New Study Reveals Negative Effects for Kids Who Have Tons of Toys
by Lisa René LeClair
Photograph by Twenty20
Every year, toy
companies across the globe come up with new ways to educate children and keep
them entertained. The problem, however, is that there are so many to choose
from, parents end up buying more than they need. But the real cost isn’t money—it’s what having too many toys does to kids.
Other than the
stating the obvious, that toddlers are easily distracted, scientists are now saying
that children are far more creative when they have fewer toys. They also tend
to play with each other for twice as long, while inventing new ideas and
imaginative uses for each toy.
In a recent a study,
researchers at the University of Toledo recruited 36 toddlers and encouraged
them to play in a room for half an hour, with either four toys, or 16. Note:
All toys were three-dimensional and few were battery-operated.
which sought to determine if the number of toys in toddlers’ environments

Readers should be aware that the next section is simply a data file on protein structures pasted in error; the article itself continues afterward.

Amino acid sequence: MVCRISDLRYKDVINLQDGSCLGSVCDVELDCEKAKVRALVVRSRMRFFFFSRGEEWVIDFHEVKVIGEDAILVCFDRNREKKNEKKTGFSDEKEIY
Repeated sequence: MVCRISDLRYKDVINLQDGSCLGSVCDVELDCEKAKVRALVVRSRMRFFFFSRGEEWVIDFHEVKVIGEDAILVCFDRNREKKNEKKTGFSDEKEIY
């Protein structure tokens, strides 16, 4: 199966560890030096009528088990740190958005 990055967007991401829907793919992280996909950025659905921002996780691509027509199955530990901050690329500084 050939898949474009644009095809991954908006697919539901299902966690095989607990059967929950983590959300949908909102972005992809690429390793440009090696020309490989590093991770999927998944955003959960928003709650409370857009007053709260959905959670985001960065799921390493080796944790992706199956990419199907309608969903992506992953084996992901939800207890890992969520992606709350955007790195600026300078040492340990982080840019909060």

influenced the quality of their play, confirmed what parents already knew—that
giving kids more toys created a source of external distraction. On the same
token, less was more. Boys and girls who chose the room with fewer distractions
were more engaged for extended periods with a single toy.
According to the
study, children's cognitive development flourishes through sensory and motor
exploration throughout toddlerhood, causing playtime to be very distinctive.
For example, some kids are happy just running around, climbing on furniture or
kicking balls, while others prefer to use their hands, fingers and mental
agility to stack, build and draw.
children engage in play—an activity that is controlled by the child and allows
them to pretend, imagine and express who they are as a person—because they
want to, and the more we can do to promote their creativity, the better.
To keep kids
focused, authors of the study urge parents, schools and nurseries to pack up their
toys (or, at least, the majority of them) and rotate a small amount on a
regular basis. Doing so will encourage children to exercise their full
imaginations while strengthening relationships with others. Best of all, it
will improve their overall attention spans so you don’t have to keep snapping
to address repeated exposure to the same toys, home environments and children
with developmental disabilities in future studies to demonstrate further how
giving kids fewer toys can equate to healthier play.
In the meantime,
when you find yourself getting sucked into toy advertisements this holiday
season, take a second to reconsider the importance of quality, not quantity.